Nothing is given so freely as bad advice.
Just about anyone who’s interested in travel has sought input from friends and family about where they should go or what they should do. But just because someone says it with authority, it doesn’t mean it’s good advice. We reached out on Facebook and Instagram and asked our readers what the worst travel advice they’ve ever received was. The answers ranged from the humorous (“airplane seats absorb your farts”) to the downright offensive (“it’s not safe to travel outside the United States”). If someone offers any of these answers as advice, know that you should probably do the opposite.
“Don’t go to Mexico.”
There were several readers that mentioned getting the bad advice not to go certain places. Turkey, the Middle East, Cuba, and Paris all came up. But perhaps no destination was more unfairly maligned than Mexico. And since Mexico City and Mérida are on the Go List for 2019; Guadalajara, Jalisco was on the 2018 list; and Oaxaca was on the 2017 list; it’s fair to say we couldn’t disagree more. Not only should you go to Mexico, but you should go again and again.
If someone tells you “Don’t go to [blank],” ask yourself if this person truly thinks it’s genuinely a bad place to visit or if they’re harboring unwarranted prejudice.
“Don’t eat the local street food.”
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Street food is almost always delicious (because you can rarely go wrong with variations on “meat on a stick”). But not only is it beloved by the late night, post-bar crowd but some vendors have been recognized with those most esteemed emblems of culinary greatness, the Michelin star. Not only that but, as is the case with Hong Kong’s uniquely licensed da pai dongs, they represent something unique about the culture and the history of their city.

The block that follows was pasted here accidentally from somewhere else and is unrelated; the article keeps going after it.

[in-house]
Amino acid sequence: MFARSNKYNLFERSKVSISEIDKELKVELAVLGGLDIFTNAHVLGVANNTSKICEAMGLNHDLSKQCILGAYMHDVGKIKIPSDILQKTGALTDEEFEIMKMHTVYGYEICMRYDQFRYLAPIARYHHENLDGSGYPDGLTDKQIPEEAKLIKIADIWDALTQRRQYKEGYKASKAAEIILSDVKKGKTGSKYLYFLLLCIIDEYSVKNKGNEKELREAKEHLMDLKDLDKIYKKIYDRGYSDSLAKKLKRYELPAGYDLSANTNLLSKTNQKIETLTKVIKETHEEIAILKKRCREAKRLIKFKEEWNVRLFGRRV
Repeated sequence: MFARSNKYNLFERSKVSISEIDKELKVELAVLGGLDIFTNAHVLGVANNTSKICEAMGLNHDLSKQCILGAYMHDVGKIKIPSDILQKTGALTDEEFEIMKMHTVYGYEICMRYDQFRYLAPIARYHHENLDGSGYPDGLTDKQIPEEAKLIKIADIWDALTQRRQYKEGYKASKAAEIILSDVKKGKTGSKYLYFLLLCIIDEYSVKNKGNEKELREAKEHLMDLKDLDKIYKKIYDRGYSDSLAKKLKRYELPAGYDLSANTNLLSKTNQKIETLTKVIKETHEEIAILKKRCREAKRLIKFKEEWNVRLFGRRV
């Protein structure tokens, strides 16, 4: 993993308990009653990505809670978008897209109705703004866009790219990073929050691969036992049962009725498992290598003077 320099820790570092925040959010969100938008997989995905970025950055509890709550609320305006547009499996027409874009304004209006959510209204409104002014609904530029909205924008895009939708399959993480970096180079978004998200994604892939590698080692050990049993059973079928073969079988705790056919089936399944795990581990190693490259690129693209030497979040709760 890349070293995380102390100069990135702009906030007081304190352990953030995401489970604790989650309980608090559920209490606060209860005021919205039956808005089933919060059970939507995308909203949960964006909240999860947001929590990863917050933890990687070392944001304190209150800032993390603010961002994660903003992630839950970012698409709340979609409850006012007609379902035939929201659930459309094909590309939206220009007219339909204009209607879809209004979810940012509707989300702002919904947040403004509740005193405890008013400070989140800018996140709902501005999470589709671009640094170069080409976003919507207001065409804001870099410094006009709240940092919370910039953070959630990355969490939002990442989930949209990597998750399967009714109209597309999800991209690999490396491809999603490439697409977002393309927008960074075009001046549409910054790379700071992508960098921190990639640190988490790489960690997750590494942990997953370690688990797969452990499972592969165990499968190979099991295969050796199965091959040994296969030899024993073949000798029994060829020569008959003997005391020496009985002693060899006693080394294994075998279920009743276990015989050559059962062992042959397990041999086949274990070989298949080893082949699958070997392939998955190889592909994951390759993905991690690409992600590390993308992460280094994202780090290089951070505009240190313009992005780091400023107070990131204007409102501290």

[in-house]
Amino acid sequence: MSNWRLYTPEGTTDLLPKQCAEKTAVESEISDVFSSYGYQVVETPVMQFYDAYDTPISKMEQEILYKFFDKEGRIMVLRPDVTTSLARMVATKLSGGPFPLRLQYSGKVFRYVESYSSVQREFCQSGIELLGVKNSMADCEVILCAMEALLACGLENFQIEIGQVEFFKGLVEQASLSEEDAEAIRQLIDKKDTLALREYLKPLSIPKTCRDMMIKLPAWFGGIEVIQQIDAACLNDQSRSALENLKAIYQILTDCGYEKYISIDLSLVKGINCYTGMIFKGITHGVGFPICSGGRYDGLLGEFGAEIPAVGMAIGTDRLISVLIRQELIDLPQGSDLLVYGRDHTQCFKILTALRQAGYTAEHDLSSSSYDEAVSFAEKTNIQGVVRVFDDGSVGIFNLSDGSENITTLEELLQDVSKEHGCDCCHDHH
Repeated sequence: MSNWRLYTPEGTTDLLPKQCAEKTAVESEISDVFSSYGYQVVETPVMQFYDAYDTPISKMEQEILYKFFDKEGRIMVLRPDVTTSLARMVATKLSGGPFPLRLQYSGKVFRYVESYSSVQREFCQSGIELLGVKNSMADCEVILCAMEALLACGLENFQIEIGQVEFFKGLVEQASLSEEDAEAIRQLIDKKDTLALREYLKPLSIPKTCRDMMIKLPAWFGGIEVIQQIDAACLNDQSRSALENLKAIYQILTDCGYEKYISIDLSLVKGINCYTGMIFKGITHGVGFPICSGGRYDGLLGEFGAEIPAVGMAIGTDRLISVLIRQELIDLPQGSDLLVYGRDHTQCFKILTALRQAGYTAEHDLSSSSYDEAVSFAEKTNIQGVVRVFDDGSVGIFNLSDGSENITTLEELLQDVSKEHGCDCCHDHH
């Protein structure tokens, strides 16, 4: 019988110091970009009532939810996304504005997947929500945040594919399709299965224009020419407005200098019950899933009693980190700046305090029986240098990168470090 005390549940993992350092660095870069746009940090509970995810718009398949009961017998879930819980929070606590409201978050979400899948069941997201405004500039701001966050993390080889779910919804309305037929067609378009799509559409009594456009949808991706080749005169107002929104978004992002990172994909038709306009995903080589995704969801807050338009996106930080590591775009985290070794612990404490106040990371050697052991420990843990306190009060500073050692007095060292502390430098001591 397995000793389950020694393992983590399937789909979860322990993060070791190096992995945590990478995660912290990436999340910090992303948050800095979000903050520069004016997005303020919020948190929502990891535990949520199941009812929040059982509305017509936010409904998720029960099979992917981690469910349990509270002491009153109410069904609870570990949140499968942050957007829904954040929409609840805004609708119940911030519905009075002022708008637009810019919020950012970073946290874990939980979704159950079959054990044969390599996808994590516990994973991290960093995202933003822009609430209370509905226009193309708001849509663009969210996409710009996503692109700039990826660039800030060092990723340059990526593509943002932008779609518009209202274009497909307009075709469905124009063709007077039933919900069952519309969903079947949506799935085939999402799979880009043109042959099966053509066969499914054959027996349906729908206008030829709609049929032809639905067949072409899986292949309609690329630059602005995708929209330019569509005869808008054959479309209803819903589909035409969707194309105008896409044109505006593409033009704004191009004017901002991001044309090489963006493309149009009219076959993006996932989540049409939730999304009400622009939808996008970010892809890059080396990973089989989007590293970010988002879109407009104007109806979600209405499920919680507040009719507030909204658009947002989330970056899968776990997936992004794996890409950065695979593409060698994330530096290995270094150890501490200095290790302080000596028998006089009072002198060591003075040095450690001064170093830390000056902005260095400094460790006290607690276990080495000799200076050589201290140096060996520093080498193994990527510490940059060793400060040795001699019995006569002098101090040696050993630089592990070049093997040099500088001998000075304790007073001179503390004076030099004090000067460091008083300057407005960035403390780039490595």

“Women can’t and shouldn’t travel alone.”
Women can, should, and do. Next.
“Always stay at all-inclusive resorts.”
There’s something to be said for putting your entire being on autopilot and spending your precious PTO flitting between the pool and the bar. It’s fine advice for relaxing, but might be counterintuitive to anyone who considers what they’re doing “traveling.” Their insular-by-design nature can inhibit you from fully experiencing a new place.
“A one-hour layover is plenty of time.”
There is a rare confluence of circumstances in which a one-hour layover is acceptable: 1) You know your connecting airport better than you know the house you grew up in. 2) You don’t mind looking like a wild creature as you flail your way between concourses. 3) You are the pilot and the plane literally cannot leave without you. If you can, give yourself a respectable buffer because you never know when (or how long) delays will strike.
“That’s too far away! How can you stand to be on a plane for so long? I’d never make it.”
No one likes to be cooped up for two hours, let alone 20. And while being trapped on a cramped flight can feel like the worst thing in the world while it’s happening, once it’s over and you’re at your destination, you’re going to be too busy having fun to dwell on the specifics of how you go there. Until they invent teleportation, hunker down and soothe yourself with your millionth in-flight rewatch of “Moulin Rouge!” and the knowledge that you’re en route to somewhere amazing.
“It’s okay to completely wing it.”
Being spontaneous is fun! You’re able to surprise yourself, discover things you might not have otherwise found. But travel tends to involve a lot of moving parts and it’s easy for things to be overlooked. An impromptu international getaway is great, but nothing derails that faster than, say, not realizing you needed a visa to your country of choice. Derailing one of those moving parts can send your whole visit into flux. You don’t have to have every moment of your day set in a stone itinerary, but have a decently researched idea of what you’re doing.
“Only stick to the big tourist attractions.”
One of the best things you can do in a city is searching out its hidden gems. Big Ben, the Eiffel Tower, and the Empire State Building are all great, but if you dig a little deeper you’ll start to really discover what makes a place truly special.
You should go.